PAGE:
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The Apprenticeship Framework 1 Presenter: Sue Tissiman Director DST Consultancy Ltd.

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Presentation on theme: "The Apprenticeship Framework 1 Presenter: Sue Tissiman Director DST Consultancy Ltd."— Presentation transcript:

1 The Apprenticeship Framework 1 Presenter: Sue Tissiman Director DST Consultancy Ltd

2 What is an Apprenticeship? - 1 Specification of Apprenticeship Standards for England (SASE) An Apprenticeship consists of the following: competency based element; knowledge based element; key skills / functional skills The length of an Apprenticeship will vary according to the qualification, the nature of their work and the competence of individual Apprentices Delivered by public and private sector providers 2

3 What is an Apprenticeship? - 2 Paid employment with nationally recognised training that is externally validated. Apprenticeships are available at levels 2, 3 (and some at 4). Over 180 frameworks are available at levels 2 and 3. Higher level Apprenticeships are currently available in: Accountancy (FSSC) Contact Centres (Council for Administration) ICT Professionals (e-Skills UK) Purchase and Supply Management (Skills for Logistics) Engineering Technology (SEMTA) 3

4 4 Apprenticeship Progression

5 5 Benefits to Young People 91% of apprentices claim it has given them positive career benefits with 61% saying it was a very positive experience which has given a good basis for a satisfying career and 30% saying it was reasonably positive experience which has brought some career benefits. Only 1% claim to have had a negative experience and it being a waste of time. Apprentices earning power has increased significantly and over three quarters (76%) of apprentices believe that without their apprenticeship they wouldnt be earning their current salary. Over two thirds (67%) of apprentices hope to take part in further learning with 36% have either completed further learning already or currently in learning. Over half (54%) of apprentices who completed an advanced apprenticeship showed an interest in pursuing a degree-level equivalent course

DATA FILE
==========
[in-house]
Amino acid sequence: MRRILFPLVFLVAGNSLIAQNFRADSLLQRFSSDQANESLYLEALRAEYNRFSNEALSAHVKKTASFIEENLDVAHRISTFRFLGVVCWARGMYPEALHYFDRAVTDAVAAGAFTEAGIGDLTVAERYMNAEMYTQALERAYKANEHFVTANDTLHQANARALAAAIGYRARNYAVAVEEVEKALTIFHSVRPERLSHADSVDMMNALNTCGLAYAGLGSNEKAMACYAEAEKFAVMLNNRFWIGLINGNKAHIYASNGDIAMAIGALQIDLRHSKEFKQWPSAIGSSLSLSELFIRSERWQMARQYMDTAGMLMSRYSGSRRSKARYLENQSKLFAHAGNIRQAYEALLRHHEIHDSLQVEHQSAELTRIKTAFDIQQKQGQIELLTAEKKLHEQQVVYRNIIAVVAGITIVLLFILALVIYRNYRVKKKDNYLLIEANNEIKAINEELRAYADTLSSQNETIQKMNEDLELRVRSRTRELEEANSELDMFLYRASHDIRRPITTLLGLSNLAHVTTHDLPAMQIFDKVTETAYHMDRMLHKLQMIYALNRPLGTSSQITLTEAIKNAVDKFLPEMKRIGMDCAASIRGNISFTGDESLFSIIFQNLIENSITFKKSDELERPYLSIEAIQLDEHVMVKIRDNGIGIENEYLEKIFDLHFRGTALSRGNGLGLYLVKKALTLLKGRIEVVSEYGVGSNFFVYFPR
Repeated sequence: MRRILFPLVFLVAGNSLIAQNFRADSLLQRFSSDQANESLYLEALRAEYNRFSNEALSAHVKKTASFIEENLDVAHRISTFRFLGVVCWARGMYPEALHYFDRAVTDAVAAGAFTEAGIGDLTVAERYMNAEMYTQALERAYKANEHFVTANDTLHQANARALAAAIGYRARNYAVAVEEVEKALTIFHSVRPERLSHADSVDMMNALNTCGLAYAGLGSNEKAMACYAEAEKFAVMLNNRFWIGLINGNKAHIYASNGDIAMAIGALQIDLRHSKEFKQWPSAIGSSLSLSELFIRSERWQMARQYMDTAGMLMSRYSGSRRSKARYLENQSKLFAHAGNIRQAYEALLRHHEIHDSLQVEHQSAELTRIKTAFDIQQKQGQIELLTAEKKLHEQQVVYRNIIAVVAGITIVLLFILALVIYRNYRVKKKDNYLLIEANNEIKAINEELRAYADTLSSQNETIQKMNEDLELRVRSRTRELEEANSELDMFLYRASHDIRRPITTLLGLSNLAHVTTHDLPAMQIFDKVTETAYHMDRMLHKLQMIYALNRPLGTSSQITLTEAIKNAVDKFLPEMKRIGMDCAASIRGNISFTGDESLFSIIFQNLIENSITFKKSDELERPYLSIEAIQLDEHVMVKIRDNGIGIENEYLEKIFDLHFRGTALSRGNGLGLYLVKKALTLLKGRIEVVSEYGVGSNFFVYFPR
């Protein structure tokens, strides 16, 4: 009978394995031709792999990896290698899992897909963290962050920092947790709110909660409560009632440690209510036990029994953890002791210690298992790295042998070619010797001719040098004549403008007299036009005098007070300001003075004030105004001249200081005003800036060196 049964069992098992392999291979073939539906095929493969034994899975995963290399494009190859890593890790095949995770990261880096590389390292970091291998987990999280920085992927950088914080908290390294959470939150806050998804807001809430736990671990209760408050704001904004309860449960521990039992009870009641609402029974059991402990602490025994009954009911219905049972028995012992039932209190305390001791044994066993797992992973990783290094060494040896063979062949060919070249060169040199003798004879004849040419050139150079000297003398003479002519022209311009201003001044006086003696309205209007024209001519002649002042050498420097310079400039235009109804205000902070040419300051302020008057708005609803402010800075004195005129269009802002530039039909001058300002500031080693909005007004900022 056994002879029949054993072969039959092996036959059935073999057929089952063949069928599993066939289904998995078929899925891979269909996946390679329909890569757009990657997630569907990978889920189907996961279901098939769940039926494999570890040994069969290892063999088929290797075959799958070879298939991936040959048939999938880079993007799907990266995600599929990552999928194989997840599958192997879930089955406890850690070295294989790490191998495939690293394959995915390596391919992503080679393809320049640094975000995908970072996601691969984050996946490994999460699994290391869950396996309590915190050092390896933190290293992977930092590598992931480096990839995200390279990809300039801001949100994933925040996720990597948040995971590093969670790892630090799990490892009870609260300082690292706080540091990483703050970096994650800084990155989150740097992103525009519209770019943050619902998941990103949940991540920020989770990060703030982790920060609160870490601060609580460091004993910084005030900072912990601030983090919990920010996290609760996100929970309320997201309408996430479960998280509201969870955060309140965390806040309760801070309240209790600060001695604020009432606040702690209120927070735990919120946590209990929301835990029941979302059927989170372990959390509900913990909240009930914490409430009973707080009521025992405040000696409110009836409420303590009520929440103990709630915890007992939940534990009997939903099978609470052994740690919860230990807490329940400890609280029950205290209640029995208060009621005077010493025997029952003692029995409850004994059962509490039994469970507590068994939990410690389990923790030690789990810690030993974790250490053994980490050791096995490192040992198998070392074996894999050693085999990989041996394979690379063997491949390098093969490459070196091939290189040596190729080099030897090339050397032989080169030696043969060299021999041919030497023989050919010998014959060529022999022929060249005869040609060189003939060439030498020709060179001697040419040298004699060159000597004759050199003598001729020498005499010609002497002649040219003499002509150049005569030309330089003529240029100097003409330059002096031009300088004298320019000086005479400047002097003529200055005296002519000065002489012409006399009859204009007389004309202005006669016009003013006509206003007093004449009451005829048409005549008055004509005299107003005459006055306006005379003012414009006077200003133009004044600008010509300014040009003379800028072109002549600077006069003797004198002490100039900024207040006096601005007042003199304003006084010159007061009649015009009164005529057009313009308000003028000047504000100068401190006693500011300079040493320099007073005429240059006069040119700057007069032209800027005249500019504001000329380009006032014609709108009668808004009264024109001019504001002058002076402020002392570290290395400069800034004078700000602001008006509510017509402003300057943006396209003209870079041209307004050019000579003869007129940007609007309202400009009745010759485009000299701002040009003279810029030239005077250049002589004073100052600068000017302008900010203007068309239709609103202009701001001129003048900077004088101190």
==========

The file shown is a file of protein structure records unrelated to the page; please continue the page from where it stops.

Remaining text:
6 6 Benefits to Employers The Warwick Institute of Employment Research Apprenticeships allowed employers to secure a supply of the skills they required Costs of recruiting experienced workers from the external labour market seen as more expensive because of recruitment and induction costs Often supply in the external labour market is limited Apprentices provided a pool of skilled people to select from for future promotion Apprentices were seen as relatively loyal: more likely to stay with the company and steeped in company values Apprentices seen as bringing new ideas into organisations The costs of Apprenticeship training is recouped relatively quickly

7 Qualifications and Levels The required components for apprenticeships is determined by the sector skills council as part of the framework This must meet SASE requirements before an awarding organisation can offer this qualification There may be more than one qualification which can be used

8 Apprenticeship Footprint Competency Element Knowledge Element Transferrable Skills - (Functional Skills) English, Mathematics, Information Communication Technology (ICT) Employment Rights and Responsibilities Personal Learning and Thinking Skills 8 sometimes combined

9 Structure Aim this is an explanation of what the unit is about Learning outcomes What the learner will know and understand Assessment criteria What the learner can do e.g. describe, identify, explain, perform, etc Testing May also form part of a component of a framework

10 Guided Learning Hours - GLH There will be a recommendation by the awarding organisation – sector skills council These will vary according to learner and length of programme - it is up to the provider to decide this - based on learners ability and level of existing knowledge GLH will include direct contact as well as directed study and on-the-job training An apprenticeship programme should log the SASE requirements

11 Employment Rights and Responsibilities - ERR The ERR workbook is issued by the Sector Skills Council and may form a mandatory part of a framework It may, in some instances, be embedded within either the competence or knowledge based components It is, however, a useful tool to use to underpin knowledge and understanding for both the competence and knowledge elements May also map to Personal Learning and Thinking Skills - PLTS

12 Personal Learning and Thinking Skills - PLTS Six groups of skills together with functional skills are essential to success in learning Independent Enquirers Creative Thinkers Reflective Learners Team Workers Self-Managers Effective Participators 12

13 Good Practice Exercise How are you going to approach Functional Skills? How are you going to approach competence element? How are you going to approach the technical certificate – knowledge element? What methods are you going to use? What resources are you going to use? How will you ensure it is an embedded and robust approach – SMARTER?

14 Building Blocks – holistic approach Look at the overall picture of both the technical certificate (knowledge) and Competence units chosen Use these building blocks each time you work with your learner Use this picture to plan your sessions Use this picture to ensure an embedded approach and identify assessment/learning opportunities

15 The learner journey Ask yourself – What needs to take place at each stage? Is there any internal/external intervention? How long is each stage of the journey?

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